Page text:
Module 10: Amulet: The Stonekeeper

12 08 2010

Book Cover

Summary: When Emily and Navin move with their mom to an old family house in a small town they aren’t expecting much. But when their mom is kidnapped by a strange tentacled creature Emily and Navin follow them through the basement door and into another world. Here they discover a strange land beset by many dangers that they must survive in order to save their mom. With the help of some unexpected friends and a strange amulet they will do whatever they must to get her back.

Citation: Kibuishi, Kazu (2008) Amulet: The Stonekeeper. New York: Scholastic.

My Impressions: I began this book with low expectations and not expecting to like it. I’ve never read a graphic novel, and have never had a desire to. I like having lots of words on the page to be able to understand the story and characters better, and I wanted to create my own images in my mind. But I was pleasantly surprised to discover that I liked Amulet. The story was entertaining and fast-paced and despite the lack of words I was able to get a firm grasp on the characters and plot. This book definitely changed my view of graphic novels. While I probably won’t be reading many on my own, they certainly have their place and they are not without merit.

Reviews:

“Almost too clever and poignant, Amulet is, on the surface, about navigating the murky waters of adolescence and, beneath that, an exploration of abandonment and survival. This first volume of Amulet isn’t a disappointment, but it does feel like a warmup to the main event. If anything, it’s a clear indication that Kibuishi has just begun skimming the surface of his own talent.” —Publishers Weekly review excerpt

Library Use Suggestion: This would be a good book to recommend to an ESL student or one who does not like reading. Since the story is told through pictures and words are secondary (but still present on every page) this would be a good book to try to get a patron interested in reading and books.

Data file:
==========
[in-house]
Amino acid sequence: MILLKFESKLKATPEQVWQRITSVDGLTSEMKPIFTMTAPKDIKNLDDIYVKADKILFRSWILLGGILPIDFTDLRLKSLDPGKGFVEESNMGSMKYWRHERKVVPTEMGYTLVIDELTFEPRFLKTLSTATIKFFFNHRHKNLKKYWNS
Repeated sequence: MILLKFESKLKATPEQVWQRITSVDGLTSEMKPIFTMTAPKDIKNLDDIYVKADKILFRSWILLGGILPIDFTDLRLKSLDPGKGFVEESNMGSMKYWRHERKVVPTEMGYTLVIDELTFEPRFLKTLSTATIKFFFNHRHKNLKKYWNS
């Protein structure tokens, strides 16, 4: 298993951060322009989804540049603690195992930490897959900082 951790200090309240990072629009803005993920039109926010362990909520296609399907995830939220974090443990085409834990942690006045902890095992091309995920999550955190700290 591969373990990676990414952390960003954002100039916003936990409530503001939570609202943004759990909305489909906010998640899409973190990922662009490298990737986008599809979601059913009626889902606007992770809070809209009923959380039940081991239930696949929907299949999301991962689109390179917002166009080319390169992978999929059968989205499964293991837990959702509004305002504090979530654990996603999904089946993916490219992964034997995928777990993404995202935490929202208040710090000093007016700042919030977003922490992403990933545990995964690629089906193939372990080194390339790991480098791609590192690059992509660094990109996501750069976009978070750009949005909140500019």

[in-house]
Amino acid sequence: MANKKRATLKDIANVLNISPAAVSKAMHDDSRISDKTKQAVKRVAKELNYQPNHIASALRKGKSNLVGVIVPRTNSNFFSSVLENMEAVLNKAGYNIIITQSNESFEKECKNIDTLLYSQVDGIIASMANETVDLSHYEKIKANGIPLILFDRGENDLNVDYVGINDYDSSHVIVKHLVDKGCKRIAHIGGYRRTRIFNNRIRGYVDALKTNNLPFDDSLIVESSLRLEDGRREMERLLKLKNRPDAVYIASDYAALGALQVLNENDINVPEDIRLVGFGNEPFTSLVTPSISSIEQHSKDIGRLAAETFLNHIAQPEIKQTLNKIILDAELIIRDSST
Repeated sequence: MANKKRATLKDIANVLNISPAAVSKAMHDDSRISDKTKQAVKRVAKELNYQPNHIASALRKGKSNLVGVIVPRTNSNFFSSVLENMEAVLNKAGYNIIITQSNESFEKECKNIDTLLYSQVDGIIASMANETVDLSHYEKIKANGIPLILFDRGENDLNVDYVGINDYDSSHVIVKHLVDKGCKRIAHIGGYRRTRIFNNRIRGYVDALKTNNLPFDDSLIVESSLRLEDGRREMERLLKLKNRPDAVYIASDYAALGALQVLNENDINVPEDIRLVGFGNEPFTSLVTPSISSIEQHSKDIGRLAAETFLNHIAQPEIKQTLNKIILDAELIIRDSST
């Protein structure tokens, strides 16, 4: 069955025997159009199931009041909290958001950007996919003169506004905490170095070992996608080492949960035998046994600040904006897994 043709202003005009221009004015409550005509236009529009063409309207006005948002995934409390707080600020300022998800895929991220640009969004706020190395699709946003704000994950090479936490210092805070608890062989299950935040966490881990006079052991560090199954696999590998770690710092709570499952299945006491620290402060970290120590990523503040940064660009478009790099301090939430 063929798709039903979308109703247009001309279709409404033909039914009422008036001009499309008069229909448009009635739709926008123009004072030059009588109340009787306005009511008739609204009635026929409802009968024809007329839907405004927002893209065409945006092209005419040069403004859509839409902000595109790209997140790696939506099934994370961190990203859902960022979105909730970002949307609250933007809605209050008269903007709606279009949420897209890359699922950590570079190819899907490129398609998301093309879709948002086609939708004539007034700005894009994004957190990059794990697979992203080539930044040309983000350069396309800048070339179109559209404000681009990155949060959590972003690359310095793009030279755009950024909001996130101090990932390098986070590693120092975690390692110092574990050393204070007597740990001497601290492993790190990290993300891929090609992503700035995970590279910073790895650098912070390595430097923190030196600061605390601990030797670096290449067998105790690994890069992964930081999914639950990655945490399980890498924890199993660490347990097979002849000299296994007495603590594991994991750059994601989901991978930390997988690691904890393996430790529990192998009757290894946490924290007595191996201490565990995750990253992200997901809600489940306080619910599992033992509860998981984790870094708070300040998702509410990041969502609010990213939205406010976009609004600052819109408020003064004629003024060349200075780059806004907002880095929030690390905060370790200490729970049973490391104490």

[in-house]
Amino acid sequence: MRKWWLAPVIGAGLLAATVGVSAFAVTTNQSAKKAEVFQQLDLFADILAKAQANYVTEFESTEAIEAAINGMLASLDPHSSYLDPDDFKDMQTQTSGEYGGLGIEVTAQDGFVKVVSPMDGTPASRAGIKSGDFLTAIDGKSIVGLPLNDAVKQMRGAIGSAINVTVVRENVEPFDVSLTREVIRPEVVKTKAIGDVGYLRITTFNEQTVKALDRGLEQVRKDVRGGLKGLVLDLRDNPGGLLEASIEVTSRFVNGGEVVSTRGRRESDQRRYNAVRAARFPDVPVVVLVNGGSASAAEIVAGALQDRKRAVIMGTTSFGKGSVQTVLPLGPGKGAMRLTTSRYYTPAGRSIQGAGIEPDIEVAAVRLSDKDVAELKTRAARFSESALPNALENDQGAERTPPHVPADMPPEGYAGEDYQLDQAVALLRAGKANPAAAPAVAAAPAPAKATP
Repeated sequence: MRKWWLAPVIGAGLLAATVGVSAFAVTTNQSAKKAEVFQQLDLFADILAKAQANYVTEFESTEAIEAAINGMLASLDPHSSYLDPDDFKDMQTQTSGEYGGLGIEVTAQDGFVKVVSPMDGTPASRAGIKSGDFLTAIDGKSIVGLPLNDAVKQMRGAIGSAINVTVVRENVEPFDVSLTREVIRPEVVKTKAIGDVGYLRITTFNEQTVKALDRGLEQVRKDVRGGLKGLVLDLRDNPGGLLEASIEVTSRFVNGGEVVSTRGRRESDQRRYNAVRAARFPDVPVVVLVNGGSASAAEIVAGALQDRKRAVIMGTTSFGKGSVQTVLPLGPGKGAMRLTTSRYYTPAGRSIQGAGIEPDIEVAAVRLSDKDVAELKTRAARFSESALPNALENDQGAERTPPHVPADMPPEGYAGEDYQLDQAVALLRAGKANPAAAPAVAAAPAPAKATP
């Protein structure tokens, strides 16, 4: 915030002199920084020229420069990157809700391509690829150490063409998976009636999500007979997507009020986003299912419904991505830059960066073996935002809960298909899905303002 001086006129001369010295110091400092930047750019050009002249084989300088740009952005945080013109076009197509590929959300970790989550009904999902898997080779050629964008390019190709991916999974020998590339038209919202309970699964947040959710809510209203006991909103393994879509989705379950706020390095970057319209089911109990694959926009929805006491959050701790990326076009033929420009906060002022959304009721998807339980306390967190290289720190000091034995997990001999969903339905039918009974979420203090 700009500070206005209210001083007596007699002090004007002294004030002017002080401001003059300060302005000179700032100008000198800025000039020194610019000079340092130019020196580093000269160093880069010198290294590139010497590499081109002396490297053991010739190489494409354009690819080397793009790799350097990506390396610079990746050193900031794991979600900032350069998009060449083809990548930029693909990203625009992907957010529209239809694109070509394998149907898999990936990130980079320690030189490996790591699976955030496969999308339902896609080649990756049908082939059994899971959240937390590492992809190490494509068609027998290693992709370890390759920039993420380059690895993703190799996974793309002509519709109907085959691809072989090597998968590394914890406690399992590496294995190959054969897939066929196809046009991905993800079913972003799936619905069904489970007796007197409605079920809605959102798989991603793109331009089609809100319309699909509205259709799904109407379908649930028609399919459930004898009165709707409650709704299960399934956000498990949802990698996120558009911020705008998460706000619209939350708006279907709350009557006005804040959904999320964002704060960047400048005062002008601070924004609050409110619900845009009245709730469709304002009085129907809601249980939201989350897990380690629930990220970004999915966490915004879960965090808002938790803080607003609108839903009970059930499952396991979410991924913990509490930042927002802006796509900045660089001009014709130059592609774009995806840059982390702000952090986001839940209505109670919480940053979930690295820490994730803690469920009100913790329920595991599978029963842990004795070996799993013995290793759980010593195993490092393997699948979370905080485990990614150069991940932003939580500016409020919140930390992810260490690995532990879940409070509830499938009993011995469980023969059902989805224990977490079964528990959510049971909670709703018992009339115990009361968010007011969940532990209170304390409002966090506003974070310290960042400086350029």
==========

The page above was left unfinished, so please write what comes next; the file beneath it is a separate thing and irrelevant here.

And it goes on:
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Module 8: The Dollhouse Murders

6 08 2010

Book Cover

Summary: When Amy goes to live with her Aunt Clare for a couple weeks she is entranced by the dollhouse she finds in the attic that is an exact replica of her Aunt’s house. However, her feelings soon turn to fear as she discovers that the dolls in the dollhouse come to life and reenact an unsolved murder that happened in that same house years ago. Is there an evil spirit haunting the dollhouse or is someone trying to tell the truth of the murder from beyond the grave?

Citation: Wright, Betty Ren. (1983) The Dollhouse Murders. New York: Holiday House.

My Impressions: At first I was thoroughly creeped out by this book. In my opinion nothing is more frightening than the unknown and with an unsolved murder and dolls mysteriously moving around acting out the murder I couldn’t help but be a little scared. However, the book is far from action-packed and the initial fright quickly dissipated as Amy deals with the much more mundane matters of her life. Maybe it was because I read this book on the heels of the action-packed, fast-paced 39 Clues: Maze of Bones, but overall this book failed to truly impress me.

Reviews:

“[T]aut, suspenseful novel…A subplot about Amy’s relationships with her parents, younger sister and best friend adds depth and warmth to this crisply paced tale.” —Publisher’s Weekly review excerpt

Library Use Suggestion: What the dolls do when they come to life is a vital part to Amy solving the mystery. Using the book’s descriptions children could act out what they think the dolls did.





Module 5: Ender’s Game

12 07 2010

Book Cover

Summary: At some point in Earth’s future aliens that resemble giant bugs, a.k.a. Buggers, have attacked Earth twice and Earth is in fear of a third attack to finish humans off. Though he is only six military commanders believe that  Ender Wiggins is the answer to Earth’s survival and the destruction of the Buggers. For five years he is trained and tested to see if he has what it takes to command the fleets of starships. Ender must prove that he has what it takes to survive his constant hardships and save the earth.